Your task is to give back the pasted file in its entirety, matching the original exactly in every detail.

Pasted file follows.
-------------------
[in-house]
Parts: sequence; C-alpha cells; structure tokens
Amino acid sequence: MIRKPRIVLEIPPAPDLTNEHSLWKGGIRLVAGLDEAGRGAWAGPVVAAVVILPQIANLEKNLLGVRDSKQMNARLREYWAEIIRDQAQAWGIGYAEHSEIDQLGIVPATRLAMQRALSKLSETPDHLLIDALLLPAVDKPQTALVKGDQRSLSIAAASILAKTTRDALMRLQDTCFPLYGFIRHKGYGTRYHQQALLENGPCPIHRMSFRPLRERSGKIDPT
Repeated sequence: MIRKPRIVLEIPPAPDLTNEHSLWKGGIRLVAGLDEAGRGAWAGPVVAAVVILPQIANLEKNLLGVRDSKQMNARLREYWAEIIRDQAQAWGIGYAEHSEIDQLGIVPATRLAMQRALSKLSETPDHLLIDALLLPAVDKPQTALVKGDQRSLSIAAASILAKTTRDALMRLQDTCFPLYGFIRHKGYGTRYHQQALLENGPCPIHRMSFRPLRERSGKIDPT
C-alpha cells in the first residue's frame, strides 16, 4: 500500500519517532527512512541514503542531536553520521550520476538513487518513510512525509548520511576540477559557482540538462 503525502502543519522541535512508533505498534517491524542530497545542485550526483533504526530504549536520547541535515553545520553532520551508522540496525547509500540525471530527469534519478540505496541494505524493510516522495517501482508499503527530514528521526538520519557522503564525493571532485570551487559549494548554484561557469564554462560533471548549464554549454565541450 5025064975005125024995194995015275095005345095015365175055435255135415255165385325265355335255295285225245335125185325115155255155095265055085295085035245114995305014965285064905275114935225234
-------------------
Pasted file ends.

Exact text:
[in-house]
Parts: sequence; C-alpha cells; structure tokens
Amino acid sequence: MIRKPRIVLEIPPAPDLTNEHSLWKGGIRLVAGLDEAGRGAWAGPVVAAVVILPQIANLEKNLLGVRDSKQMNARLREYWAEIIRDQAQAWGIGYAEHSEIDQLGIVPATRLAMQRALSKLSETPDHLLIDALLLPAVDKPQTALVKGDQRSLSIAAASILAKTTRDALMRLQDTCFPLYGFIRHKGYGTRYHQQALLENGPCPIHRMSFRPLRERSGKIDPT
Repeated sequence: MIRKPRIVLEIPPAPDLTNEHSLWKGGIRLVAGLDEAGRGAWAGPVVAAVVILPQIANLEKNLLGVRDSKQMNARLREYWAEIIRDQAQAWGIGYAEHSEIDQLGIVPATRLAMQRALSKLSETPDHLLIDALLLPAVDKPQTALVKGDQRSLSIAAASILAKTTRDALMRLQDTCFPLYGFIRHKGYGTRYHQQALLENGPCPIHRMSFRPLRERSGKIDPT
C-alpha cells in the first residue's frame, strides 16, 4: 500500500519517532527512512541514503542531536553520521550520476538513487518513510512525509548520511576540477559557482540538462 503525502502543519522541535512508533505498534517491524542530497545542485550526483533504526530504549536520547541535515553545520553532520551508522540496525547509500540525471530527469534519478540505496541494505524493510516522495517501482508499503527530514528521526538520519557522503564525493571532485570551487559549494548554484561557469564554462560533471548549464554549454565541450 5025064975005125024995194995015275095005345095015365175055435255135415255165385325265355335255295285225245335125185325115155255155095265055085295085035245114995305014965285064905275114935225234